In a previous blog located here:
I stated that playing along with recordings is one of the best things you can do to train your ears to spontaneously react and hear chord changes. Many times a student doesn’t know where to begin with ear training and if they try to start with a song that has too many chords it gets frustrating fast. This is why it is so important to start with the simple and build up to more complex structures.
So with that said, I’ve decided to compile a list of songs that contain two to three chords maximum. I’m listing the chords the song contains, the first chord listed gives you the key. I’m listing the name of the person who recorded it in the given key next to the song. All you have to do is type the song title and artist in YouTube and you will find the referenced recording.
Your task is to put on the recording and try to play along by guessing where in the song you switch between the three chords; not always but most of the time you start and end on the “key” chord. So, if it’s in the key of G, then you start and end on a G. You will find out later that there are exceptions to this but for this list I tried not to make it more complicated. Your choices are always one of the three chords listed and no more, with the exception of Shady Grove that is in a minor key you don’t even have to worry about minor chords.
These particular recordings were chosen not because I believed they represent the best recordings but because out of the choices available on youtube they were in easier keys or at slower paces than some of the more famous versions. In other words, they were picked with the beginner in mind. I also picked some versions because they had lyrics, even if the song is traditionally played as an instrumental now (Grandfather’s Clock is an example of this). It is generally easier for the beginner to follow a song with words. I strongly recommend on songs with lyrics getting to the point you can hum the tune without the music playing, this requires lots and lots of listening.
I made sure to list the artist with the key because if you only know the song title it’s not enough. Why? Many recordings are strange keys or keys the beginner doesn’t already know how to play in. The only keys represented in this list are Dminor, G,A,E and C. E is possibly the least familiar for the beginner; however, I don’t believe it will prove too difficult provided a little practice.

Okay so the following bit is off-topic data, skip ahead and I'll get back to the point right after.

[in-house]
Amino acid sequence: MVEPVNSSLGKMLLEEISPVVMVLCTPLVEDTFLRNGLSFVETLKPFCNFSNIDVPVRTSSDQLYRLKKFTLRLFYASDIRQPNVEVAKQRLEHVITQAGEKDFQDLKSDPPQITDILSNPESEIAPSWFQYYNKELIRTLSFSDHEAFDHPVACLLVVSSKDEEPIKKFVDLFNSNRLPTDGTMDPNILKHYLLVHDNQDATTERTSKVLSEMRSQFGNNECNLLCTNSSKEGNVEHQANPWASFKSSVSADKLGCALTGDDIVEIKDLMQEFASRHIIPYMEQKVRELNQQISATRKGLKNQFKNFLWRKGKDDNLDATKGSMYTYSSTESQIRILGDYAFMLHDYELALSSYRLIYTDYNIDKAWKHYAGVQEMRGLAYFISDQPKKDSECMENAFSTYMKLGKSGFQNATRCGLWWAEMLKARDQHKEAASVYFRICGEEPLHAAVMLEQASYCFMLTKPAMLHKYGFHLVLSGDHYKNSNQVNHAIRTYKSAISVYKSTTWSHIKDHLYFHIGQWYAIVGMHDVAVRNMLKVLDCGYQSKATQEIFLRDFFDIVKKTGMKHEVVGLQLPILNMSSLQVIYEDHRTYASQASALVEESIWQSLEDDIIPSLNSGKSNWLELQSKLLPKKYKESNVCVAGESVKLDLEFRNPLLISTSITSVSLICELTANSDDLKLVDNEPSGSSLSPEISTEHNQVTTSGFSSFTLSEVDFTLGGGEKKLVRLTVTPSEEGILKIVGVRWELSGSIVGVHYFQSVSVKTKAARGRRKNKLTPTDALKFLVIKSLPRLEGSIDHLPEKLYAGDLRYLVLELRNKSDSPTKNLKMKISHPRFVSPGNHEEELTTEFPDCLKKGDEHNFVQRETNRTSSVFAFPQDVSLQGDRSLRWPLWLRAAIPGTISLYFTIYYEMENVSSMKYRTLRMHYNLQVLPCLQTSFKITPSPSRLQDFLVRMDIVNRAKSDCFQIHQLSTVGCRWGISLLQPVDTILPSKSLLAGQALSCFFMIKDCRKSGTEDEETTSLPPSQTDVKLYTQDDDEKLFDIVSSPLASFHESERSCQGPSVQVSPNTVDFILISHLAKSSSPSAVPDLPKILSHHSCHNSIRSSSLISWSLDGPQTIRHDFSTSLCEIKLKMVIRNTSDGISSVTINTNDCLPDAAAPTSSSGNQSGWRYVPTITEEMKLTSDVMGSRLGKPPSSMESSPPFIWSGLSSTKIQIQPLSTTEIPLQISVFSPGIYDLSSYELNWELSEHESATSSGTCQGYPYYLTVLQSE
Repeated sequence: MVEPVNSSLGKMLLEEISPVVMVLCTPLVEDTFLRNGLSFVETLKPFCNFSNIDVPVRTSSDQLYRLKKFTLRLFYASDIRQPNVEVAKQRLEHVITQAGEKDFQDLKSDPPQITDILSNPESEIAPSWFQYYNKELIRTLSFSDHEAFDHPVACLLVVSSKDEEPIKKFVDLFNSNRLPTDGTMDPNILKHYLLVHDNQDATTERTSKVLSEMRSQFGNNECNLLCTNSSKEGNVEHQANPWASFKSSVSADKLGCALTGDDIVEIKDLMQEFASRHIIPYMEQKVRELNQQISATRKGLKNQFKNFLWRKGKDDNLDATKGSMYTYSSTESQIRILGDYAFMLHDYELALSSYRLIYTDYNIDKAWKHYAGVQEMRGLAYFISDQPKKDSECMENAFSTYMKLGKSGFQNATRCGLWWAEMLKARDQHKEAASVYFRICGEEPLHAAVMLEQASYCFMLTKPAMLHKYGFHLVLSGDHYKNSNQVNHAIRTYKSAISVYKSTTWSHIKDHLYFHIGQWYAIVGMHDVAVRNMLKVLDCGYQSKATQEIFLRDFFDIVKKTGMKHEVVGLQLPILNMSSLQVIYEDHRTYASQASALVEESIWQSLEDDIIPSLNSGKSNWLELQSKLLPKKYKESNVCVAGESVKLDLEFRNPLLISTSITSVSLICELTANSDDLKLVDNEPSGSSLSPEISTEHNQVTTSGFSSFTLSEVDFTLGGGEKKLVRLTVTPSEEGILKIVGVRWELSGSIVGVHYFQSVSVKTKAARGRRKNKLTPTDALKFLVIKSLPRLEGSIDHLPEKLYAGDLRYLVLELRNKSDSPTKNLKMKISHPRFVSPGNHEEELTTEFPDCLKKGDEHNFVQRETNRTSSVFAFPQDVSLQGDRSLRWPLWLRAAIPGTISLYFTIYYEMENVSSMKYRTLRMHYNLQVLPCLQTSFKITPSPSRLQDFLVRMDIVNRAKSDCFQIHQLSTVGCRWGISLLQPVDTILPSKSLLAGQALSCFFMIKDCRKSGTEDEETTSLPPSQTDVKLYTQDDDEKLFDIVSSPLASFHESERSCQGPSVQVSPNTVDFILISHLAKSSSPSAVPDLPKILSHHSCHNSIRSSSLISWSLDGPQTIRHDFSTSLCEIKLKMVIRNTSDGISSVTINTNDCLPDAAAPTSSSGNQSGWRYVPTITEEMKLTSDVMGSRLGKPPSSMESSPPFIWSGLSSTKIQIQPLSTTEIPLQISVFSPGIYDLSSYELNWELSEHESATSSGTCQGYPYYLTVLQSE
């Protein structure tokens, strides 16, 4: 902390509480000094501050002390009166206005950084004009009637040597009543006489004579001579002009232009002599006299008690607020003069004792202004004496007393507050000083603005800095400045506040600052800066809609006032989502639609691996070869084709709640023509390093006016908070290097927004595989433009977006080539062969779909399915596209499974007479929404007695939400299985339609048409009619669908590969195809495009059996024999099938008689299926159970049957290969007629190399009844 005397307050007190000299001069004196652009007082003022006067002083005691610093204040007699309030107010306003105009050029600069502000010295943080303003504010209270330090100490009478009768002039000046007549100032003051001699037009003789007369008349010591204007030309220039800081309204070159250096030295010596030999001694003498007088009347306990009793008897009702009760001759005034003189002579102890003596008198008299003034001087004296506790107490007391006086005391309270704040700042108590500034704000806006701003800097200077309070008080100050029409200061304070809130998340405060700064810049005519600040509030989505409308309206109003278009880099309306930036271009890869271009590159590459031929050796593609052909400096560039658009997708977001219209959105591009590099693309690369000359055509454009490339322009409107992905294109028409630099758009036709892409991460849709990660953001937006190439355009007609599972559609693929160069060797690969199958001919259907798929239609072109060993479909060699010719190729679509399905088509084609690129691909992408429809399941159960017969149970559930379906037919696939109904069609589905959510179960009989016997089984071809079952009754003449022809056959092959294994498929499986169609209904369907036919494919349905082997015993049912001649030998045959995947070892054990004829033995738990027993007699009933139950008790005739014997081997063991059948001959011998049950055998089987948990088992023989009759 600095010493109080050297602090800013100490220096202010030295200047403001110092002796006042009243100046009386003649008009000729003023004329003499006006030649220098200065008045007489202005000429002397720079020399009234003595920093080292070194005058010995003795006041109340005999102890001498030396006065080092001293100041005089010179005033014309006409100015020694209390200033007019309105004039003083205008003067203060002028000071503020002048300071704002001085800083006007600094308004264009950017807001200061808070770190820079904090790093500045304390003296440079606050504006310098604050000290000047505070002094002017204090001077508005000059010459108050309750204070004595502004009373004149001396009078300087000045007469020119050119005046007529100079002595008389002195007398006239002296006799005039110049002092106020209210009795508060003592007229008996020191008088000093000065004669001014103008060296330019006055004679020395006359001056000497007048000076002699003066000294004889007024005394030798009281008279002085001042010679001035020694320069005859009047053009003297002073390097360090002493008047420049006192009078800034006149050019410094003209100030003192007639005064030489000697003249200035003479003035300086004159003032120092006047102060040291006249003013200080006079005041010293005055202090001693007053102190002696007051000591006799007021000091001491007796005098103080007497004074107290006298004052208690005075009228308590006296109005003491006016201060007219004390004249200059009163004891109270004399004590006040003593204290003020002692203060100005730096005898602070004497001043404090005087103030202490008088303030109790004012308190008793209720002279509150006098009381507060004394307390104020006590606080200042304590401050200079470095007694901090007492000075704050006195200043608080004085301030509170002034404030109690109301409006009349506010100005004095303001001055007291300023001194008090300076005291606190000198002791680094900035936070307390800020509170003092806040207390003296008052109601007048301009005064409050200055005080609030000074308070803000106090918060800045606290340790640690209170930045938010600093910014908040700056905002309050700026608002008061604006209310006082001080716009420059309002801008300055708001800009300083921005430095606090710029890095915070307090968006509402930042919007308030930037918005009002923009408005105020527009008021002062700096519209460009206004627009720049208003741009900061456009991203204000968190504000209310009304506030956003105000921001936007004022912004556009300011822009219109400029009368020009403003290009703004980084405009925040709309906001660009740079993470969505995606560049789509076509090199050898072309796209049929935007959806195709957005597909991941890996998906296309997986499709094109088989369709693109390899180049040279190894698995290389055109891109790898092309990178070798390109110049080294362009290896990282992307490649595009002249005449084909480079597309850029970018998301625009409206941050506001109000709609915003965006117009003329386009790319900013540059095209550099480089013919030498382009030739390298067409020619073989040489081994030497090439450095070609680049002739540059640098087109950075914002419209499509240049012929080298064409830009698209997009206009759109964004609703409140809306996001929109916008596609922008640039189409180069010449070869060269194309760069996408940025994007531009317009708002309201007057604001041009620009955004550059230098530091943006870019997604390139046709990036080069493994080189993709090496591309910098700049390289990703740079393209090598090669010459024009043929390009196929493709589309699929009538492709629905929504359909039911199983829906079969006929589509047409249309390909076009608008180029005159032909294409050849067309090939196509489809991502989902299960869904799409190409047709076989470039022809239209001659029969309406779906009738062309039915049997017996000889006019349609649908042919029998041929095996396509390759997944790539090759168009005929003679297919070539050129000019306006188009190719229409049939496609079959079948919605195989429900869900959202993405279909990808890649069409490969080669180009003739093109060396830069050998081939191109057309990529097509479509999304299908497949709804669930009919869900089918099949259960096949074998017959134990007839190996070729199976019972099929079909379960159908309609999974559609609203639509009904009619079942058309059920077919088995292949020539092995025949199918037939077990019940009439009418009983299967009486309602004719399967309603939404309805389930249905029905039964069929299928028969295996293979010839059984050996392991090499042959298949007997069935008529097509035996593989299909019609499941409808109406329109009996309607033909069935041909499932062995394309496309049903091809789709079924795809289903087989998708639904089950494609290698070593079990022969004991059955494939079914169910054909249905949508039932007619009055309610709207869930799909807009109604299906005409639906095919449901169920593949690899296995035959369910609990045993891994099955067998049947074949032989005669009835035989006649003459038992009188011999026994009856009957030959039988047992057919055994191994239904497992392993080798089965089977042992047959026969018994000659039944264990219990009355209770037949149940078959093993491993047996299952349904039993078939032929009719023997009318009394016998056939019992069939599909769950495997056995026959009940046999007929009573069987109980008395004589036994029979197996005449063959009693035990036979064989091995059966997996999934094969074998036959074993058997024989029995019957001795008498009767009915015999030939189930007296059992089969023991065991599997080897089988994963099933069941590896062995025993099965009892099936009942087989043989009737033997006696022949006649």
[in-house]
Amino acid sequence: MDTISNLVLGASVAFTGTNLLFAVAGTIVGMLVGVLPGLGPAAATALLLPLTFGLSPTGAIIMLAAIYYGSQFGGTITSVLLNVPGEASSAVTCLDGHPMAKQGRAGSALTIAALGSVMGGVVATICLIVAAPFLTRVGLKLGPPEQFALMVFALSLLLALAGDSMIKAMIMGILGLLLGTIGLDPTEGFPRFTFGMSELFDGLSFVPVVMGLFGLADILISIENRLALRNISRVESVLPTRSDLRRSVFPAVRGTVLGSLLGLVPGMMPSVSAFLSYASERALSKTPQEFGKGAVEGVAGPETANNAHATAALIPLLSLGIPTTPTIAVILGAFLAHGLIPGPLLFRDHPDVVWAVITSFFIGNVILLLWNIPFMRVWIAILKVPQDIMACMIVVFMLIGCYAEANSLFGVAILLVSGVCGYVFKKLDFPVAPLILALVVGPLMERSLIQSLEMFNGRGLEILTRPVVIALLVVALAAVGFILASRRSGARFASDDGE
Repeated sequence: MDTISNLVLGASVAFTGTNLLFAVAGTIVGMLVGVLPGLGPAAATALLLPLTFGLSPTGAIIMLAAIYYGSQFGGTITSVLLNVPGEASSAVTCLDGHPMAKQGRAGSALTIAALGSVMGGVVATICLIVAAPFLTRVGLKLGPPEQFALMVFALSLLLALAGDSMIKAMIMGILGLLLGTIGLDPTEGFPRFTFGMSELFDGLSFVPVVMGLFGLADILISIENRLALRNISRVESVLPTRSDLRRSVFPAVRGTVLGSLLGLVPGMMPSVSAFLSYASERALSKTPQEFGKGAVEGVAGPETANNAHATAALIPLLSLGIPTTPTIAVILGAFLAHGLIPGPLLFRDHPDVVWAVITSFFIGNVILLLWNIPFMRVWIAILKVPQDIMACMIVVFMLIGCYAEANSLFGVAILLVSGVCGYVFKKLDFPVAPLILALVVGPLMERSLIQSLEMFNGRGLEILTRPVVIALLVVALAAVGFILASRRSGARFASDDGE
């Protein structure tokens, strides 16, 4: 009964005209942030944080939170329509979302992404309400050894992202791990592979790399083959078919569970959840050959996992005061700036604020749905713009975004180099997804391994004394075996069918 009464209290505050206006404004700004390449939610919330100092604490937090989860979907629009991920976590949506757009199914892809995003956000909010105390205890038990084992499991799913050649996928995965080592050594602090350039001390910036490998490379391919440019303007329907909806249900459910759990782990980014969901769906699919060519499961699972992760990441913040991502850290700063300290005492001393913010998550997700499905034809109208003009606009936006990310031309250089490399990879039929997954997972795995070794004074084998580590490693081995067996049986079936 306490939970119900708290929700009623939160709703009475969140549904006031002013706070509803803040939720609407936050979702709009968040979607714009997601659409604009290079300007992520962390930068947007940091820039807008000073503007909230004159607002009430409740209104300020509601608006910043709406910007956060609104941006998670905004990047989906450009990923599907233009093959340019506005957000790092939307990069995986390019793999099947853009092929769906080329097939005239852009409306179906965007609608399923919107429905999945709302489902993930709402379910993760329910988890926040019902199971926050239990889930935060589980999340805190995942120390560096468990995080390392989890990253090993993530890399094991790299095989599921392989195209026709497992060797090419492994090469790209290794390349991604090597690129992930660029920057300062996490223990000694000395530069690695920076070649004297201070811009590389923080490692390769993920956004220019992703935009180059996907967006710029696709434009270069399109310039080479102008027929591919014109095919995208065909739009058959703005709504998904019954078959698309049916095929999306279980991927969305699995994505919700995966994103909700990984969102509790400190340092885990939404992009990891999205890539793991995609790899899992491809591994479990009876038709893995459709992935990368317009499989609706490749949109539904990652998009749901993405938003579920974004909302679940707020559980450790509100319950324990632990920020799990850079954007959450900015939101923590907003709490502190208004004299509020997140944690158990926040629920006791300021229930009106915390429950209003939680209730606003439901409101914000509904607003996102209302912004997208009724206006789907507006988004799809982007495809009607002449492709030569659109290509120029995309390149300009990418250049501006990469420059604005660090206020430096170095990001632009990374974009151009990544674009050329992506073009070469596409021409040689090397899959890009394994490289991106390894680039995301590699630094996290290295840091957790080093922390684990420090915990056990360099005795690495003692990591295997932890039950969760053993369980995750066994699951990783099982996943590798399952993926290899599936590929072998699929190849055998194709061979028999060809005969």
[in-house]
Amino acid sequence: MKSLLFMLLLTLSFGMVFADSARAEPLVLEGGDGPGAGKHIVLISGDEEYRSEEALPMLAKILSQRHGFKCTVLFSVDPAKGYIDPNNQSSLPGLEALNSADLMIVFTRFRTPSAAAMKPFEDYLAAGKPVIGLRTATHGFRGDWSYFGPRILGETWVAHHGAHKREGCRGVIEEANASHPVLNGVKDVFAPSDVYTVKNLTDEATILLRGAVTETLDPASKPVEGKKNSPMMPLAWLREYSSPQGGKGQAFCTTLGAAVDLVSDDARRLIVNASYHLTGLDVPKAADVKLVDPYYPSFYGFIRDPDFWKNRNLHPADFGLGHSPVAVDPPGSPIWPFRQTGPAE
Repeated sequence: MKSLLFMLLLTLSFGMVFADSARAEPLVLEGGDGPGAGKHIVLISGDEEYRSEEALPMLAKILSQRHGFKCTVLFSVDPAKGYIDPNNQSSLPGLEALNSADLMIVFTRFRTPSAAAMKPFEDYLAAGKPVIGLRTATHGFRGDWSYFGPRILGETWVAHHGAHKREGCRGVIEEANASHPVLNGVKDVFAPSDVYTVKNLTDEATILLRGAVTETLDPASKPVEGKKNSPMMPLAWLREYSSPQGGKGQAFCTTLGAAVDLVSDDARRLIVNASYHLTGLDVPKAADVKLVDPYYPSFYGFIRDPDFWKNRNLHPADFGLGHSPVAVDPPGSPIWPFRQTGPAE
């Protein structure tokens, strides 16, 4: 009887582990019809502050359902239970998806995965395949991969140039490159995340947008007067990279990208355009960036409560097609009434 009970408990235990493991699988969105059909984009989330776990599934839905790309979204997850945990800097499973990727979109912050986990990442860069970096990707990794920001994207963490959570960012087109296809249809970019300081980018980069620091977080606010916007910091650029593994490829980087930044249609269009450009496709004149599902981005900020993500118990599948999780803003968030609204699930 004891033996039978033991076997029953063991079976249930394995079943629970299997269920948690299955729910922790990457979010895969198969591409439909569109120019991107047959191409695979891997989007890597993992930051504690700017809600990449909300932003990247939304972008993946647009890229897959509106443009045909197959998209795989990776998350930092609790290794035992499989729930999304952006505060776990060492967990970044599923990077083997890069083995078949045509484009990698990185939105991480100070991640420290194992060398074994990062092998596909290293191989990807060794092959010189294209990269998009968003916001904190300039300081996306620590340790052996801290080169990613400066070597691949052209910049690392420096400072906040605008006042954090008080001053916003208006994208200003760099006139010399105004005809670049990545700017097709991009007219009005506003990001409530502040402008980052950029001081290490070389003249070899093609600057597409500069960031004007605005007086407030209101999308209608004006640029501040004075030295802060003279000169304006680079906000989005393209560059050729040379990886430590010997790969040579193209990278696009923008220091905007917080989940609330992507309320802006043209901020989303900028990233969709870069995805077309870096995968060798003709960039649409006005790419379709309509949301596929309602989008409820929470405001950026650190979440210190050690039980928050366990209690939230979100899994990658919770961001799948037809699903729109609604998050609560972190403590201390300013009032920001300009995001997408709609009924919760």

Spending time with this list is like putting water on your ears and watching them grow. Your hearing abilities will increase the more time and effort you put into playing along with these songs.
- Shady Grove (Dminor and C) David Grisman/Jerry Garcia version
- Fireball Mail (A and E) Roy Acuff
- Tom Dooley (A, D and E) Doc Watson version, Kingston Trio is in E (E,A,B)
- When The Saints Go Marching In (C,F and G) https://youtu.be/XVPSL7AEPQk
- Grandfather’s Clock (A,D,E) Mac Wiseman version
- Lonesome Road Blues (G,C,D) Earl Scruggs (Foggy Mt Banjo)
- Nine Pound Hammer (G,C,D) Flatt and Scruggs or Merle Travis
- Dark Hollow (C,F,G) Larry Sparks & Ralph Stanley
- John Henry (G and D) Bill Monroe
- Will The Circle Be Unbroken (G,C,D) Ralph Stanley; this one is in the key of A on the Nitty Gritty Dirt Band Album that’s so famous, so you are looking at A,D and E if you use that recording.
- All The Good Times are Past and Gone (A,D,E) Flatt and Scruggs (This song is in 3/4 Time Signature)
- In The Pines (E,A,B) Both Bill Monroe and The Louvin Brothers recorded in the key of E
- Blue Moon of Kentucky (G,C,D) Alan Jackson version.
- I Saw the Light (A,D, E) by Hank Williams
- Blueridge Cabin Home (A,D,E) Country Gentlemen
- I Wonder Where you are tonight (D,G,A) Hank Snow
- Little Cabin Home on the Hill (A,D,E) Tony Rice
- White Dove (E,A,B) The Stanley Brothers
- Are you Missing Me (G,C,D) Jim & Jesse (Jim & Jesse Story version, older one is not to standard pitch)
ALWAYS keep in mind, you are learning via Error Correction here. Expect to make errors; however, expect fewer errors six months from now. The only way you learn to train your ears is by doing it over and over until the sound of a chord is just like seeing the color red….you INSTANTLY recognize it.
This method, while frustrating at times, is in my opinion, the exact way you want to learn to hear chords because you are hearing them in context and you are learning to hear them Instantly. When you are jamming or playing you don’t have much time to think, so you want your recognition to get to the point it’s instantaneous.
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